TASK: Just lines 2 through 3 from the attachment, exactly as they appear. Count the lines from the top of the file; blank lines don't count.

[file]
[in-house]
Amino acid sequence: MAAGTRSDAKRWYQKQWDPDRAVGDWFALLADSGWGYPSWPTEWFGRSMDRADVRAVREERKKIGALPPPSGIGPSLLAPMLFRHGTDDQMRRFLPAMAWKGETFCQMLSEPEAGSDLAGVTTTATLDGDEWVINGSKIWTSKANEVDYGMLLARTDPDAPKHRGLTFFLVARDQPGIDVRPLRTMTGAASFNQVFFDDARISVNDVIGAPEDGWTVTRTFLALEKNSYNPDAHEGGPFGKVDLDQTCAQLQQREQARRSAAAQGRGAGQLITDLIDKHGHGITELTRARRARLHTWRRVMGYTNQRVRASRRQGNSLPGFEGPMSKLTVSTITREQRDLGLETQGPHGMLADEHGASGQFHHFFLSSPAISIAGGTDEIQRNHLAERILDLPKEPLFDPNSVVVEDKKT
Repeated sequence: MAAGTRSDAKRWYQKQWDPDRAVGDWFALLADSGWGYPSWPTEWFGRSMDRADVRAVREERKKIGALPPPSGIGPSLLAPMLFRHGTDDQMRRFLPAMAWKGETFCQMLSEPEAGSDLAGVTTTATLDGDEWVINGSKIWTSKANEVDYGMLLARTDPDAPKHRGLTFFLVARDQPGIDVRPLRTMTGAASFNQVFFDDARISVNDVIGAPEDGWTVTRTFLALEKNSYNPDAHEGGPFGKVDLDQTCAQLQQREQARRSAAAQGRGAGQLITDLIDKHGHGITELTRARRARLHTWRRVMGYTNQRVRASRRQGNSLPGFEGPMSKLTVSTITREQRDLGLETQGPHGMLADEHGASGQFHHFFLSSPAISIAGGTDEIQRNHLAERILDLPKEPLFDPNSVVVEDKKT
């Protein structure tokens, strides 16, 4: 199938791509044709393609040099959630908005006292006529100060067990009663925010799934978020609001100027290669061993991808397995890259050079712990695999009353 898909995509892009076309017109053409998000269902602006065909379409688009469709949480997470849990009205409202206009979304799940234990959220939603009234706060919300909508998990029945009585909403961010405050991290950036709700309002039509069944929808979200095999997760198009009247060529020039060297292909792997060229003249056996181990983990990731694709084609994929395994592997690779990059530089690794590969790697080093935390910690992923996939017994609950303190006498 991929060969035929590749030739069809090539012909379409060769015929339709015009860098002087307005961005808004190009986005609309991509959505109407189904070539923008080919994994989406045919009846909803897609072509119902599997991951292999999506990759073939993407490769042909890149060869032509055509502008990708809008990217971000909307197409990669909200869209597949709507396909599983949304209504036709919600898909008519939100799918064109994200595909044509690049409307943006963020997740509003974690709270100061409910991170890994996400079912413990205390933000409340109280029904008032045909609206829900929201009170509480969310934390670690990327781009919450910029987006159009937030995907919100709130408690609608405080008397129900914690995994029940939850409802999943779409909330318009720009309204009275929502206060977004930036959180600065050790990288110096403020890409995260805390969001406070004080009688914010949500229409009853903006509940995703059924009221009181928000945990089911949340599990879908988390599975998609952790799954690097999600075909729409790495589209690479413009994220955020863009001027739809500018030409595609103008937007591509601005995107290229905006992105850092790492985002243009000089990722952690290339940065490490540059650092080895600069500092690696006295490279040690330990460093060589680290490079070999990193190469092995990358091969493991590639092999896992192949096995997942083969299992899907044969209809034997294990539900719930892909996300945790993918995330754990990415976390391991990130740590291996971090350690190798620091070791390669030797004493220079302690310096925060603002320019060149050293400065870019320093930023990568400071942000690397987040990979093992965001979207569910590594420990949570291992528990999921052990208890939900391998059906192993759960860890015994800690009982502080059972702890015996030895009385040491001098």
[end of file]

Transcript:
Amino acid sequence: MAAGTRSDAKRWYQKQWDPDRAVGDWFALLADSGWGYPSWPTEWFGRSMDRADVRAVREERKKIGALPPPSGIGPSLLAPMLFRHGTDDQMRRFLPAMAWKGETFCQMLSEPEAGSDLAGVTTTATLDGDEWVINGSKIWTSKANEVDYGMLLARTDPDAPKHRGLTFFLVARDQPGIDVRPLRTMTGAASFNQVFFDDARISVNDVIGAPEDGWTVTRTFLALEKNSYNPDAHEGGPFGKVDLDQTCAQLQQREQARRSAAAQGRGAGQLITDLIDKHGHGITELTRARRARLHTWRRVMGYTNQRVRASRRQGNSLPGFEGPMSKLTVSTITREQRDLGLETQGPHGMLADEHGASGQFHHFFLSSPAISIAGGTDEIQRNHLAERILDLPKEPLFDPNSVVVEDKKT
Repeated sequence: MAAGTRSDAKRWYQKQWDPDRAVGDWFALLADSGWGYPSWPTEWFGRSMDRADVRAVREERKKIGALPPPSGIGPSLLAPMLFRHGTDDQMRRFLPAMAWKGETFCQMLSEPEAGSDLAGVTTTATLDGDEWVINGSKIWTSKANEVDYGMLLARTDPDAPKHRGLTFFLVARDQPGIDVRPLRTMTGAASFNQVFFDDARISVNDVIGAPEDGWTVTRTFLALEKNSYNPDAHEGGPFGKVDLDQTCAQLQQREQARRSAAAQGRGAGQLITDLIDKHGHGITELTRARRARLHTWRRVMGYTNQRVRASRRQGNSLPGFEGPMSKLTVSTITREQRDLGLETQGPHGMLADEHGASGQFHHFFLSSPAISIAGGTDEIQRNHLAERILDLPKEPLFDPNSVVVEDKKT